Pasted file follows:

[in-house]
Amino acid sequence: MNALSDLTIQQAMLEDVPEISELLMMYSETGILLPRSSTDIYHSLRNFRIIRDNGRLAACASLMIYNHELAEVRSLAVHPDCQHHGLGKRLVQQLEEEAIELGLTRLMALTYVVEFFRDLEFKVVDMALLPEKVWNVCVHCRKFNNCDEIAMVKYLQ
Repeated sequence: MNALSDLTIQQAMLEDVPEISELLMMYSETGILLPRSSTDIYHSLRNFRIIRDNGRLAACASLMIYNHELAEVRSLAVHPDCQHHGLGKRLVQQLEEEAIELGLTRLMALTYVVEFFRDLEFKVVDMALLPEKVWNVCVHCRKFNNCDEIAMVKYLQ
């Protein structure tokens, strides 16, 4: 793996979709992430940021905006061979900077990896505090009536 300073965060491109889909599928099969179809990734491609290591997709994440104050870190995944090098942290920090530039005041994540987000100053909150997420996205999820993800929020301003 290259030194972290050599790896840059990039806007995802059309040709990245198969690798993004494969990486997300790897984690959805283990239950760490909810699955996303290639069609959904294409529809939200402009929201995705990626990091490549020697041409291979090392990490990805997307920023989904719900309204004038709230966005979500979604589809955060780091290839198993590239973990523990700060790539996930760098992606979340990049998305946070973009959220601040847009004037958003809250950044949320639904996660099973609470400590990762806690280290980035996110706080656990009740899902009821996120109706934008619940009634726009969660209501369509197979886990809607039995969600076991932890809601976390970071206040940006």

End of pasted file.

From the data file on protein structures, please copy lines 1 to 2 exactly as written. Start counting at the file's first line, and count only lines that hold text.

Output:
[in-house]
Amino acid sequence: MNALSDLTIQQAMLEDVPEISELLMMYSETGILLPRSSTDIYHSLRNFRIIRDNGRLAACASLMIYNHELAEVRSLAVHPDCQHHGLGKRLVQQLEEEAIELGLTRLMALTYVVEFFRDLEFKVVDMALLPEKVWNVCVHCRKFNNCDEIAMVKYLQ